This Diet Does Work

A local expert’s “Low Carbon Diet” can help you cut your CO2 output — and save money in the process


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Gershon's book, "Low Carbon Diet"Gershon’s book “helps people who want to do the right thing but don’t know how,” he says

It Takes a Clean Village

In 2000, Gershon was hired by the city of Portland, Oregon, to try to institute his model for carbon change. Even with such concrete instructions, Gerhson found it was still hard to get people to take action. “We discovered that people need a support system,” he says. “It’s like losing weight. You need Weight Watchers to provide support, peer pressure, and peer motivation.” A program he developed created “ecoteams” — small neighborhood groups of five to eight households — which banded together to foster environmental change literally in their own backyards.

“People were often motivated by the fact that they didn’t know their neighbors and wanted to,” he says. “To get to know them, and at the same time improve things together, was very appealing to people. We developed a simple script for neighbors to reach out to one another and invite them to their home for three reasons: to help conserve the planet’s resources for the sake of their children, to get to know each other, and to make their neighborhood healthier and safer.”

Testing this model in Portland, Gershon found that those three simple ideas motivated upwards of 85 percent of those approached to say they were interested, and about 40 percent to actually attend the meeting. “That’s a remarkable number; you never see participation that high,” Gershon says.

Even more remarkable, he found that participants were actually reducing solid waste by 40 percent, increasing water efficiency 32 percent and energy efficiency 15 percent, cutting their miles driven by 8 percent, and saving about $250 a year in the process. “It’s extremely gratifying and exciting,” he says.

Since then he has consulted with 25 U.S. cities and towns (including Portland and Bend, Oregon, as well as the Rockland County government here in the Valley), and overseas. “We now have the whole package for people and communities to take effective action,” he says. “It can help people to very systematically reduce their footprint by about 25 percent.” The book contains a section of support tools to help form an ecoteam in your neighborhood.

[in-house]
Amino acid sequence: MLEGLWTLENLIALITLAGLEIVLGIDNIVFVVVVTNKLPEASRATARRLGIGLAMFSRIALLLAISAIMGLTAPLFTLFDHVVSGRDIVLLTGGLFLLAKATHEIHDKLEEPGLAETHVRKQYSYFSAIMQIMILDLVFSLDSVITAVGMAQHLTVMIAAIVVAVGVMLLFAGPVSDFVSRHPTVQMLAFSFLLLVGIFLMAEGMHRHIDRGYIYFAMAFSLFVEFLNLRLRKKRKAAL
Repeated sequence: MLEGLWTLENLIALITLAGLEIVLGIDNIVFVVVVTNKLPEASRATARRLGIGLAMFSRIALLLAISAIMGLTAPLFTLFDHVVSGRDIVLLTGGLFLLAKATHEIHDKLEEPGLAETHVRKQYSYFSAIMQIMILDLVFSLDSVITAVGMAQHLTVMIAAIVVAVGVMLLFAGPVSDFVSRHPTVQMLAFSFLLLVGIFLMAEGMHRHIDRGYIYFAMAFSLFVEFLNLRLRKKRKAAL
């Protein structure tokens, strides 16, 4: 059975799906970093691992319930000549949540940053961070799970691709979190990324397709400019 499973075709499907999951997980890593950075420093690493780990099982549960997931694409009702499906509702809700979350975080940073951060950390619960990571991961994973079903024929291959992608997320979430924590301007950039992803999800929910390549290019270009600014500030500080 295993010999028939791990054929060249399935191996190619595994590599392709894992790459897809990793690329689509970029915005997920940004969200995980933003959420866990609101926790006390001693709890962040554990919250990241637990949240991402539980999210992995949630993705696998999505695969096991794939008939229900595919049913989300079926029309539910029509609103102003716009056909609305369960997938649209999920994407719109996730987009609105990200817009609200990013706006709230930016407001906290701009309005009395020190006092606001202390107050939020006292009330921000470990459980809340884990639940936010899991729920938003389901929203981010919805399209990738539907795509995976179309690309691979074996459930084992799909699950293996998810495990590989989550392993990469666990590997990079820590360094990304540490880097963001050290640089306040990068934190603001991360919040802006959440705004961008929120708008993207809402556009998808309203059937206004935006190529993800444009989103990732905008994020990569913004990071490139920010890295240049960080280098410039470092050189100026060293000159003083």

Now, what about Gershon’s own oversized footprint? He used some of his own principles to cut it in half. “I installed triple-pane windows, better roof insulation, a solar hot-water system, I purchase green power from the utility company, and many smaller things,” he says. “I got down to 45,000 pounds. And by purchasing carbon offsets, my home is now carbon-neutral.”

Gershon hopes that his program has reached the tipping point and will spread across the country. There is still time to save the planet, he says, but not much of it. “Will we get there? Do we have the will?” he asks. “Yes, if people understand the problem, see that a solution is available, and say to themselves, ‘If not me, then who? If not now, when?’ ”


The Top Carbon Cutters

Low Carbon Diet lists 24 areas in which you can reduce your carbon footprint.
Here are some examples:

CO2 Savings (per year, in pounds)

Cut weekly trash by one garbage can size 


Maximize home energy efficiency
(better windows and insulation) 


Reduce miles driven by 20% a year  


Tune car engine regularly and keep tires fully inflated   


Set thermostat at 65°F when active, 55°F at night       


Practice fuel-efficient driving 











What’s Your Carbon Footprint?

To calculate your own carbon footprint, and to learn more about the Low Carbon Diet program, go to


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